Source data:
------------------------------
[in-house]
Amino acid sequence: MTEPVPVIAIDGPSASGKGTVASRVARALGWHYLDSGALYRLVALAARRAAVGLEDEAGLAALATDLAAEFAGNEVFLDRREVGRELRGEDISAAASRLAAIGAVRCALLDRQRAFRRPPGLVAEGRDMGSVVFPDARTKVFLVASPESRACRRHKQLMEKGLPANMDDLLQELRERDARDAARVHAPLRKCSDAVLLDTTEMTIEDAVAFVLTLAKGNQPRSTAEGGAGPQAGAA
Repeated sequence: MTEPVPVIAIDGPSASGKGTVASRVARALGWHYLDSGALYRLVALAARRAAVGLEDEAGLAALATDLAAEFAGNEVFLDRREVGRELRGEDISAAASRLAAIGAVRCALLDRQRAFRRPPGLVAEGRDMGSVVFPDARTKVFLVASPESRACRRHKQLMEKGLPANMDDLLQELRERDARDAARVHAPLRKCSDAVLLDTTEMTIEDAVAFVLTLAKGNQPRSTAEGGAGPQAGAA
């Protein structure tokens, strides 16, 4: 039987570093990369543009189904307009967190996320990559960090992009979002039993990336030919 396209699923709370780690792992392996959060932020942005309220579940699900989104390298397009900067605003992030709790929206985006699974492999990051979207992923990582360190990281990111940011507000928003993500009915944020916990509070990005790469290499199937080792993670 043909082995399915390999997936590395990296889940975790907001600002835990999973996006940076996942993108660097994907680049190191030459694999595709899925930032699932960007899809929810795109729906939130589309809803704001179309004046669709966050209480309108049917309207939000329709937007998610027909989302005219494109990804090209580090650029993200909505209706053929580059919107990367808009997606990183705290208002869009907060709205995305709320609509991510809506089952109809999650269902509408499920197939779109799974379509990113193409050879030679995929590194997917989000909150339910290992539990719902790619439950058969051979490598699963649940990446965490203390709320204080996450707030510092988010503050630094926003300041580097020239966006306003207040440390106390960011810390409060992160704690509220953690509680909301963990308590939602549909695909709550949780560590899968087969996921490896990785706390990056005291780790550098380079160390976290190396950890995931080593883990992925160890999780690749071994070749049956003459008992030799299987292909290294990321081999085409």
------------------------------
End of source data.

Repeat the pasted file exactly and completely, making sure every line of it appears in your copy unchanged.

[in-house]
Amino acid sequence: MTEPVPVIAIDGPSASGKGTVASRVARALGWHYLDSGALYRLVALAARRAAVGLEDEAGLAALATDLAAEFAGNEVFLDRREVGRELRGEDISAAASRLAAIGAVRCALLDRQRAFRRPPGLVAEGRDMGSVVFPDARTKVFLVASPESRACRRHKQLMEKGLPANMDDLLQELRERDARDAARVHAPLRKCSDAVLLDTTEMTIEDAVAFVLTLAKGNQPRSTAEGGAGPQAGAA
Repeated sequence: MTEPVPVIAIDGPSASGKGTVASRVARALGWHYLDSGALYRLVALAARRAAVGLEDEAGLAALATDLAAEFAGNEVFLDRREVGRELRGEDISAAASRLAAIGAVRCALLDRQRAFRRPPGLVAEGRDMGSVVFPDARTKVFLVASPESRACRRHKQLMEKGLPANMDDLLQELRERDARDAARVHAPLRKCSDAVLLDTTEMTIEDAVAFVLTLAKGNQPRSTAEGGAGPQAGAA
């Protein structure tokens, strides 16, 4: 039987570093990369543009189904307009967190996320990559960090992009979002039993990336030919 396209699923709370780690792992392996959060932020942005309220579940699900989104390298397009900067605003992030709790929206985006699974492999990051979207992923990582360190990281990111940011507000928003993500009915944020916990509070990005790469290499199937080792993670 043909082995399915390999997936590395990296889940975790907001600002835990999973996006940076996942993108660097994907680049190191030459694999595709899925930032699932960007899809929810795109729906939130589309809803704001179309004046669709966050209480309108049917309207939000329709937007998610027909989302005219494109990804090209580090650029993200909505209706053929580059919107990367808009997606990183705290208002869009907060709205995305709320609509991510809506089952109809999650269902509408499920197939779109799974379509990113193409050879030679995929590194997917989000909150339910290992539990719902790619439950058969051979490598699963649940990446965490203390709320204080996450707030510092988010503050630094926003300041580097020239966006306003207040440390106390960011810390409060992160704690509220953690509680909301963990308590939602549909695909709550949780560590899968087969996921490896990785706390990056005291780790550098380079160390976290190396950890995931080593883990992925160890999780690749071994070749049956003459008992030799299987292909290294990321081999085409």